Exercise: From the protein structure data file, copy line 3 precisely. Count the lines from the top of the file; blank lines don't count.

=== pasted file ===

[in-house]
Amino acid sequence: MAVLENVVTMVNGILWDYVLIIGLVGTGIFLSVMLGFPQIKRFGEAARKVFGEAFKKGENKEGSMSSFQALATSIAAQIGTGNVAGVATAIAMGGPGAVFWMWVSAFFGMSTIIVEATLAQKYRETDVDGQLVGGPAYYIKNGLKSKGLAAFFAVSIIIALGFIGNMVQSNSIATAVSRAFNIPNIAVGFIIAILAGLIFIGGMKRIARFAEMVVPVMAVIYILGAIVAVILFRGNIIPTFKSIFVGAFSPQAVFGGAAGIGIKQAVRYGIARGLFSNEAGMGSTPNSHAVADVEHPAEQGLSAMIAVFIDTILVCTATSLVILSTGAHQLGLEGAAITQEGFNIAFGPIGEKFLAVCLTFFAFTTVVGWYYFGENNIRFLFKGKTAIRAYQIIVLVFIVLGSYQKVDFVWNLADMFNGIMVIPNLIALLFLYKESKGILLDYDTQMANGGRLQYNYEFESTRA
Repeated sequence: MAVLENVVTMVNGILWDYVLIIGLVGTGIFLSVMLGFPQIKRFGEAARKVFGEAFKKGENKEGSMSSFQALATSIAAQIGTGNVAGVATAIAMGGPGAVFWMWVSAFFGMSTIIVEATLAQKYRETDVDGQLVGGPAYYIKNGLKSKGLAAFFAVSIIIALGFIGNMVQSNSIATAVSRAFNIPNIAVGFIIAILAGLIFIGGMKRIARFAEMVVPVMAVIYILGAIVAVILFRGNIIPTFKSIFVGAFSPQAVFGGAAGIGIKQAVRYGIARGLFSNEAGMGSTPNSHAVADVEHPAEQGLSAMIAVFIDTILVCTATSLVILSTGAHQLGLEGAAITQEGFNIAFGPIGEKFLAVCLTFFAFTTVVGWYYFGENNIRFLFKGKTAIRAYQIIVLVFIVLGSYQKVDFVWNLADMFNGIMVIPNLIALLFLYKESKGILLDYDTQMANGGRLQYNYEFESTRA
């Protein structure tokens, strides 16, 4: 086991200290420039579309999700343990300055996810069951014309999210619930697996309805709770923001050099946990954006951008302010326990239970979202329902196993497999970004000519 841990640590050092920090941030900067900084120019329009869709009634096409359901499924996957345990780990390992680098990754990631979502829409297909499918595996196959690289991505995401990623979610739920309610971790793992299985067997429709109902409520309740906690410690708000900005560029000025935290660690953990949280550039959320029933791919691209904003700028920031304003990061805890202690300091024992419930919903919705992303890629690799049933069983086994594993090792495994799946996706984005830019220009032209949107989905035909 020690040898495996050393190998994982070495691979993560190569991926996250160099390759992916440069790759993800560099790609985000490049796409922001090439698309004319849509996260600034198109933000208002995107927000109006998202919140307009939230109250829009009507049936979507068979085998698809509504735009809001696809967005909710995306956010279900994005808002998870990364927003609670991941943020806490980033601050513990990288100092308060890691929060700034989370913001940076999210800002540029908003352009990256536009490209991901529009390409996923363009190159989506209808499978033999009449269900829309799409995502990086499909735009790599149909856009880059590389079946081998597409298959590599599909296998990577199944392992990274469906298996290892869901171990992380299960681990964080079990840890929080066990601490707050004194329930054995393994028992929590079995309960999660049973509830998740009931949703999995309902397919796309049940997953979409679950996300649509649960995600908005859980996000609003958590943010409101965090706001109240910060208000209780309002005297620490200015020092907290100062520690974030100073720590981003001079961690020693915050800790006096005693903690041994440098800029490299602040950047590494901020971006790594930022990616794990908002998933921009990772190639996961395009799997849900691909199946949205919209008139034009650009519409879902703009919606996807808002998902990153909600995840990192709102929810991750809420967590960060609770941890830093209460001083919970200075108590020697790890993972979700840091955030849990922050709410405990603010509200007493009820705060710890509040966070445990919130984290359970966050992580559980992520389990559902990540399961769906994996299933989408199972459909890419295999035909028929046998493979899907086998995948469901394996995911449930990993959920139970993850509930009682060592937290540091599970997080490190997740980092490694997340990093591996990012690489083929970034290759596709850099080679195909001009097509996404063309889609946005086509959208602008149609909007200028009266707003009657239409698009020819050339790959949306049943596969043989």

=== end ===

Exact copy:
Repeated sequence: MAVLENVVTMVNGILWDYVLIIGLVGTGIFLSVMLGFPQIKRFGEAARKVFGEAFKKGENKEGSMSSFQALATSIAAQIGTGNVAGVATAIAMGGPGAVFWMWVSAFFGMSTIIVEATLAQKYRETDVDGQLVGGPAYYIKNGLKSKGLAAFFAVSIIIALGFIGNMVQSNSIATAVSRAFNIPNIAVGFIIAILAGLIFIGGMKRIARFAEMVVPVMAVIYILGAIVAVILFRGNIIPTFKSIFVGAFSPQAVFGGAAGIGIKQAVRYGIARGLFSNEAGMGSTPNSHAVADVEHPAEQGLSAMIAVFIDTILVCTATSLVILSTGAHQLGLEGAAITQEGFNIAFGPIGEKFLAVCLTFFAFTTVVGWYYFGENNIRFLFKGKTAIRAYQIIVLVFIVLGSYQKVDFVWNLADMFNGIMVIPNLIALLFLYKESKGILLDYDTQMANGGRLQYNYEFESTRA